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Mitt Romney says his health care plan in Mass. was a win for women (+video)

As the GOP Convention approaches, Mitt Romney said he was proud that his Massachusetts health care plan guaranteed coverage for women. He criticized President Obama for trying to tie him to Rep. Todd Akin's rape and abortion remarks.

By Brian BakstAssociated Press / August 26, 2012

The Republican presidential candidate, former Massachusetts Gov. Mitt Romney, and his wife Ann walk into the Church of Jesus Christ of Latter-day Saints on Sunday, in Wolfeboro, N.H.

Evan Vucci/AP


Tampa, Fla.

Mitt Romney said it is "sad" that President Barack Obama's campaign is trying to link him to Rep. Todd Akin's statements about abortion, as top Republicans preparing for the party's nominating convention urged the GOP presidential challenger to reach out to women and Hispanics.

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The remarks came Sunday as Republicans descending on Florida prepared to cram four days of events into three because of the threat caused by the approach of Tropical Storm Isaac.

Romney said that as Massachusetts governor, he had helped women by guaranteeing coverage for them — and men as well — by enacting that state's health care coverage legislation. Romney has pledged that as president he would repeal Obama's health care overhaul law — which is similar to the Massachusetts statute — but Romney said he was proud of that accomplishment.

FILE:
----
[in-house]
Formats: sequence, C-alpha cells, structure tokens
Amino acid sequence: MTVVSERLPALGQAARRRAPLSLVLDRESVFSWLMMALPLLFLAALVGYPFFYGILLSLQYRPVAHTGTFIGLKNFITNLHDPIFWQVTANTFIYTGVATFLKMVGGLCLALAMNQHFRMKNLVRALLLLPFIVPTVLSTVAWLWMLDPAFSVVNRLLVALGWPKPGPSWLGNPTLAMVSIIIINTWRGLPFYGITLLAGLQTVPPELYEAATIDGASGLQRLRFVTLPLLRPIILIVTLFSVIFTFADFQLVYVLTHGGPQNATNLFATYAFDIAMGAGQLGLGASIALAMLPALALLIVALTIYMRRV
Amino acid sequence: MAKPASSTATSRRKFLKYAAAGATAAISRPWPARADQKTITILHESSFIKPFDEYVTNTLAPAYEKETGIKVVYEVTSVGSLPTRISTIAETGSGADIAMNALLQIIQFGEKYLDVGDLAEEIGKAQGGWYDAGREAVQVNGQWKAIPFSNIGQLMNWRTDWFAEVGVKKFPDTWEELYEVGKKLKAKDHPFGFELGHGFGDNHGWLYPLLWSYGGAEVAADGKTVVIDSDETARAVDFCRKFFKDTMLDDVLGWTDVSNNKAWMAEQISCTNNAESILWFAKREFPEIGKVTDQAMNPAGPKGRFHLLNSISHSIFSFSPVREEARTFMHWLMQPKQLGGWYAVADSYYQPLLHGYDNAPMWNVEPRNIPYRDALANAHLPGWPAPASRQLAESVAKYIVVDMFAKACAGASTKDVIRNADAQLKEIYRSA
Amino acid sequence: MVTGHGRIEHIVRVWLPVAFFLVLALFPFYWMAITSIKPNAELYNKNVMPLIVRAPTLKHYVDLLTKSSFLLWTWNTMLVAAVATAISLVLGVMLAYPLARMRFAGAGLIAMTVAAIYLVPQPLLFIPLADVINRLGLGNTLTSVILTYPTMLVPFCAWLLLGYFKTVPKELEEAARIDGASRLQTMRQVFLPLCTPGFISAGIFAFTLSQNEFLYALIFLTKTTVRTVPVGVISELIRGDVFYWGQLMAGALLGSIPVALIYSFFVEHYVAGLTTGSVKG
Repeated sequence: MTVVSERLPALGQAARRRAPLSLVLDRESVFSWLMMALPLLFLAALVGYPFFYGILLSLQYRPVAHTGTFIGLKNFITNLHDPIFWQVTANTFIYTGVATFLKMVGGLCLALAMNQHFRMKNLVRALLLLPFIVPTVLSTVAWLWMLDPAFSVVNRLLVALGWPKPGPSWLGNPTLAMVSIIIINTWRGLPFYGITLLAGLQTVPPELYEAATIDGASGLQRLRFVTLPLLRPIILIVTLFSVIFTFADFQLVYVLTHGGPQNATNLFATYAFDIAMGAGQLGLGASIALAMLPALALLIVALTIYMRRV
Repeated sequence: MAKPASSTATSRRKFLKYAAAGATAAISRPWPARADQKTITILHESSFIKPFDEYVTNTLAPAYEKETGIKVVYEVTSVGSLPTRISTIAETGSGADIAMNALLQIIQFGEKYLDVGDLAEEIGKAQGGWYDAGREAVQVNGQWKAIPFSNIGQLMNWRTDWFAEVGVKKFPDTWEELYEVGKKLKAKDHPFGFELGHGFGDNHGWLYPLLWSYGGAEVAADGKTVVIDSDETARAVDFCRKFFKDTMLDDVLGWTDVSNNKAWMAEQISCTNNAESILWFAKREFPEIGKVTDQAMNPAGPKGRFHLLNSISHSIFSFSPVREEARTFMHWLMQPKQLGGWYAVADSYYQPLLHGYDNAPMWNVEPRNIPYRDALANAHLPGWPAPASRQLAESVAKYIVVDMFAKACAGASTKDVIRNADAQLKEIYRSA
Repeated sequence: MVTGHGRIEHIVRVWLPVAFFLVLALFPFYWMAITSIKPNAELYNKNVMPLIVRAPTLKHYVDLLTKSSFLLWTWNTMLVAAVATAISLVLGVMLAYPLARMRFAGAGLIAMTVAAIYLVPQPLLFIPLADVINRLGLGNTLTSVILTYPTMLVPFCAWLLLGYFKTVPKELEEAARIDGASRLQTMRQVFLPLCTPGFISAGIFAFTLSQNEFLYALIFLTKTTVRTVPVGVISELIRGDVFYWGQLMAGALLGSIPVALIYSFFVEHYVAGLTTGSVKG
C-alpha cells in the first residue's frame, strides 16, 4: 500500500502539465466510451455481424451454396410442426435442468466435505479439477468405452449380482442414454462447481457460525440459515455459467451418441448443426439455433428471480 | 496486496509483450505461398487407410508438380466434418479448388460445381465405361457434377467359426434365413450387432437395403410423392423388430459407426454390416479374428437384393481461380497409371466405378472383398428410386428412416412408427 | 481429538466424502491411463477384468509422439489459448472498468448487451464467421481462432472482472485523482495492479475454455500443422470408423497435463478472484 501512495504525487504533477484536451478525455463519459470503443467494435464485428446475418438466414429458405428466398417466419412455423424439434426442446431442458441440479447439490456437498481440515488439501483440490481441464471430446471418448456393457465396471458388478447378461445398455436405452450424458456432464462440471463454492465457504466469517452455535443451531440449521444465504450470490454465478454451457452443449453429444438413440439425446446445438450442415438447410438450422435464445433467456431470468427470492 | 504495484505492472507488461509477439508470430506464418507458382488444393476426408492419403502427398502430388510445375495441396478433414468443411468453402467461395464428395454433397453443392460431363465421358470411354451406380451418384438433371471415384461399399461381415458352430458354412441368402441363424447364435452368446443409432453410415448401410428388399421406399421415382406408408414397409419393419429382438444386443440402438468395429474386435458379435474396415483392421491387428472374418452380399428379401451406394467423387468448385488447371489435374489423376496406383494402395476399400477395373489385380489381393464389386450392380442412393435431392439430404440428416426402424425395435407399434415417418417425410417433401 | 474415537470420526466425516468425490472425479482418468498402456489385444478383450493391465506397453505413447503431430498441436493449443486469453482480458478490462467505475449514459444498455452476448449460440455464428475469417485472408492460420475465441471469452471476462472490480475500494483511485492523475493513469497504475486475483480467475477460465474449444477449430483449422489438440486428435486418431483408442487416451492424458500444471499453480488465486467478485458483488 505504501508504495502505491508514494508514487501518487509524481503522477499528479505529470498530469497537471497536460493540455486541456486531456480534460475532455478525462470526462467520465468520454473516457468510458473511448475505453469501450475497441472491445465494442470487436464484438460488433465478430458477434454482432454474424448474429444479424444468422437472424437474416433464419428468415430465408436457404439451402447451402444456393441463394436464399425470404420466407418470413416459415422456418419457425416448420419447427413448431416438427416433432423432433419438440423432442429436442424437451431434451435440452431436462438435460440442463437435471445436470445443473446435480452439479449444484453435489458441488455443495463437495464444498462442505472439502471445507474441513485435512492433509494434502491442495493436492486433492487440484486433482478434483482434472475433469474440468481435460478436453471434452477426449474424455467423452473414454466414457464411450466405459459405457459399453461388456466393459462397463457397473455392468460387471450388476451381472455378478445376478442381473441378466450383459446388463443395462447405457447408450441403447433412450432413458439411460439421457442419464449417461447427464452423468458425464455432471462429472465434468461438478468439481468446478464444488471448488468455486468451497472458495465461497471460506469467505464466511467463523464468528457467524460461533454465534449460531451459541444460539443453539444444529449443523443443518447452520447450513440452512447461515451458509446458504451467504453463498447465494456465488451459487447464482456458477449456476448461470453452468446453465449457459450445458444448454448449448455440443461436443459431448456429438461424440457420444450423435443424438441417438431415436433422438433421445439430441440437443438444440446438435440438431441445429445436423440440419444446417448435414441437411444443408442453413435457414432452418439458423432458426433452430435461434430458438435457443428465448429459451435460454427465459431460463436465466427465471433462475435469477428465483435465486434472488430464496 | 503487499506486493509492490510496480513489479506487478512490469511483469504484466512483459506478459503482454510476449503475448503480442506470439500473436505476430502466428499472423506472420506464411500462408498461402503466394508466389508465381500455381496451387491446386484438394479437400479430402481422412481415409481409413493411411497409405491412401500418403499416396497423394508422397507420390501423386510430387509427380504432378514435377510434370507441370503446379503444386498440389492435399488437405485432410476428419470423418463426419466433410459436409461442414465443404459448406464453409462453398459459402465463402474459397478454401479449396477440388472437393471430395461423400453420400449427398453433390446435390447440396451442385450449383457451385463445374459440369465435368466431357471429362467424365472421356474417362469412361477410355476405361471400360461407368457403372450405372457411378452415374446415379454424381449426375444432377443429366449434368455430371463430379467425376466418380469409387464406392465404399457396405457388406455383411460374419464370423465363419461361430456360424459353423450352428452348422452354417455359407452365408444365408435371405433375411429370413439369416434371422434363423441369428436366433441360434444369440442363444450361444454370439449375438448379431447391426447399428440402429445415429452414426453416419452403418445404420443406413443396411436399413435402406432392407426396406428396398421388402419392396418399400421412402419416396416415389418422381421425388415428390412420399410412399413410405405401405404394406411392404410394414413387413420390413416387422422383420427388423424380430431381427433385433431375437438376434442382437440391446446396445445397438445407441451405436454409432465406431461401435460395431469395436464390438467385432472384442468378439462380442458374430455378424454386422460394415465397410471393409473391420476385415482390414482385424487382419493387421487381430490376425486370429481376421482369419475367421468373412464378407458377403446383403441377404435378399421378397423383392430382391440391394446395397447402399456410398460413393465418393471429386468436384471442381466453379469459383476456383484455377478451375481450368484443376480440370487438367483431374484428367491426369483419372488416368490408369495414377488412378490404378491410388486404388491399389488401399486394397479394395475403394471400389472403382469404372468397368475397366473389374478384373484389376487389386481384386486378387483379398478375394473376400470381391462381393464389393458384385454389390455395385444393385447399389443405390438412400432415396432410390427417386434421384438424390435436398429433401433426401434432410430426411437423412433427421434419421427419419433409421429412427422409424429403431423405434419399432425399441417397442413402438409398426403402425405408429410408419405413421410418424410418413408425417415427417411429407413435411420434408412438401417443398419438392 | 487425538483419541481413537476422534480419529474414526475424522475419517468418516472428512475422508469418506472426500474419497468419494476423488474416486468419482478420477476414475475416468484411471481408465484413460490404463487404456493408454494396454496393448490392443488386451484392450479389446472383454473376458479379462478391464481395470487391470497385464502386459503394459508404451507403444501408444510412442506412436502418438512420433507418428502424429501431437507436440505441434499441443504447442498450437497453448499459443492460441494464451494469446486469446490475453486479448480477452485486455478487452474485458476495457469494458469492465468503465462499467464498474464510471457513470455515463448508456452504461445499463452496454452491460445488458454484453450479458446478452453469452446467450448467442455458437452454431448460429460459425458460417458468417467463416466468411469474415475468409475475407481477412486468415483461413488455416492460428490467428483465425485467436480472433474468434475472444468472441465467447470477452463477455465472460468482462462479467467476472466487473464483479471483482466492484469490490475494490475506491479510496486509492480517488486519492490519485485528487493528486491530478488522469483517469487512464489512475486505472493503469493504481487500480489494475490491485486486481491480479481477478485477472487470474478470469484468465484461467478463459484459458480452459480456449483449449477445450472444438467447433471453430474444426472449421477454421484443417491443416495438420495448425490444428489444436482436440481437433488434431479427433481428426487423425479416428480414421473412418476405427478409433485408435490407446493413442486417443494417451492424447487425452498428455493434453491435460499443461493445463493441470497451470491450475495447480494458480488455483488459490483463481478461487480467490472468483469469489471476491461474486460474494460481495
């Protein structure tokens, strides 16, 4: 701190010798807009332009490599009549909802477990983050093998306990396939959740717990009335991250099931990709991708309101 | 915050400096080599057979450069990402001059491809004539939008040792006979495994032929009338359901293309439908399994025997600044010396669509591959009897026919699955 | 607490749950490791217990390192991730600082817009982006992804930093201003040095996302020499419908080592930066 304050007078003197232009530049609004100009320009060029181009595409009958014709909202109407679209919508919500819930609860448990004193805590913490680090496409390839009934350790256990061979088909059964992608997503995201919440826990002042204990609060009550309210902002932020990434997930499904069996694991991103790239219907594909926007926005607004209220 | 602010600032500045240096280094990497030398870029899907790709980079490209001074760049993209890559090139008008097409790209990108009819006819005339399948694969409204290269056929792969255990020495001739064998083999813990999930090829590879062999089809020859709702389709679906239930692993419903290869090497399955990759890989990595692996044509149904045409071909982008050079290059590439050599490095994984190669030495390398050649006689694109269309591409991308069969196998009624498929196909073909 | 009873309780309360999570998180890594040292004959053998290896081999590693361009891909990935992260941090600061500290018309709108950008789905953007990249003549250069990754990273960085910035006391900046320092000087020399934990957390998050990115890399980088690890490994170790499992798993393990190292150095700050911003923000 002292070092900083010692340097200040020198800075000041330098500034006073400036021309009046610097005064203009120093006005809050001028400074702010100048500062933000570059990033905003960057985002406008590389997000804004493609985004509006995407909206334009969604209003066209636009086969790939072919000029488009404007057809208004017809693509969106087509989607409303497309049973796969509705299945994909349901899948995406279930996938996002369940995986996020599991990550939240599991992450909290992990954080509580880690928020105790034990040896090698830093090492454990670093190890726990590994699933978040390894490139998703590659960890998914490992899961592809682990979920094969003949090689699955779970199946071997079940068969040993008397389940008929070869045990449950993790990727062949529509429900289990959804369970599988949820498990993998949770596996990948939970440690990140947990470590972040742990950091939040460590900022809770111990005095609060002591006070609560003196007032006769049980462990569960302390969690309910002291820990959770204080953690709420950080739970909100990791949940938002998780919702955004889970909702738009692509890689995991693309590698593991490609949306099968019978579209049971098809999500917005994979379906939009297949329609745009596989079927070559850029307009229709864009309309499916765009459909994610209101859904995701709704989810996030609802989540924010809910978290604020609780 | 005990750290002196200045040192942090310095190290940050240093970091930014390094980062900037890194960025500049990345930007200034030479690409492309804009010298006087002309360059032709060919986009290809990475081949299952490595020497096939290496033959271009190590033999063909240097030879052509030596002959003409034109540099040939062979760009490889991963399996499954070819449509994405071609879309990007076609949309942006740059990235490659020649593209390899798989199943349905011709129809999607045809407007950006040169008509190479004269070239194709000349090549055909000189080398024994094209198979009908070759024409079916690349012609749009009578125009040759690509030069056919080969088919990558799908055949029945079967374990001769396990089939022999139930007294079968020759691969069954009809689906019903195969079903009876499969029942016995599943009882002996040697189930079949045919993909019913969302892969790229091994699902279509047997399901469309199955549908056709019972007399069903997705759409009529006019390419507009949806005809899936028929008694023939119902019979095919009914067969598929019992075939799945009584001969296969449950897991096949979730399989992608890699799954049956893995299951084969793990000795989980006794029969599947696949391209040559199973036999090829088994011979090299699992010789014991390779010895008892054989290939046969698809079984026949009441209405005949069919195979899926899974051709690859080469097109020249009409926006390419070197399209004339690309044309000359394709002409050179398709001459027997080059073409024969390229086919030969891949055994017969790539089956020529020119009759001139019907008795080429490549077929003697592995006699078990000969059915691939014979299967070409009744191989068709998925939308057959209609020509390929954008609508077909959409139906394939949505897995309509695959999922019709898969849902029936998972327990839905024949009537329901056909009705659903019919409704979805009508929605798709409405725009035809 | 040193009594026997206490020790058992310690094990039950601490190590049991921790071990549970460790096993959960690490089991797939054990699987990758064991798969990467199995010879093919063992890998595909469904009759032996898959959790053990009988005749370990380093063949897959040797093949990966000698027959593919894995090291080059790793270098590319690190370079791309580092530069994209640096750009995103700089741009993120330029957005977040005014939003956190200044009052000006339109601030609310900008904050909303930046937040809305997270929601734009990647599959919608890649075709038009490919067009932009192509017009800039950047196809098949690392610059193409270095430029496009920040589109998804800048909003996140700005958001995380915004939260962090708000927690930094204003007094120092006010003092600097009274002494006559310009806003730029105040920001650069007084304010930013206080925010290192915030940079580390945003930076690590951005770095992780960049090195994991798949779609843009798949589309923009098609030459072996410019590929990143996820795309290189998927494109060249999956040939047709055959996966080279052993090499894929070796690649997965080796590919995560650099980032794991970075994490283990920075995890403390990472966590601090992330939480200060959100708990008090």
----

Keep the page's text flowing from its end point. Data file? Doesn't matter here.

Akin is the GOP Missouri Senate candidate who said women's bodies have ways of avoiding pregnancy after a "legitimate" rape. Romney and other GOP leaders have criticized those statements and urged Akin to drop out of the Senate race.

Asked in an interview broadcast Sunday on "Fox News Sunday" about Obama campaign efforts to link Akin's remarks to Romney and other Republicans, Romney said, "It really is sad, isn't it, with all the issues that America faces for the Obama campaign to continue to stoop to such a low level."

Romney said the controversy over Akin "hurts our party and I think is damaging to women."

Meanwhile, Sen. John McCain, R-Ariz., said Romney must sell his message to women and Hispanics if he is to oust Obama in the November elections.

Speaking on NBC's "Meet the Press," the GOP presidential candidate said Romney must convince women and Hispanics that "jobs and the economy are more important perhaps than other issues."

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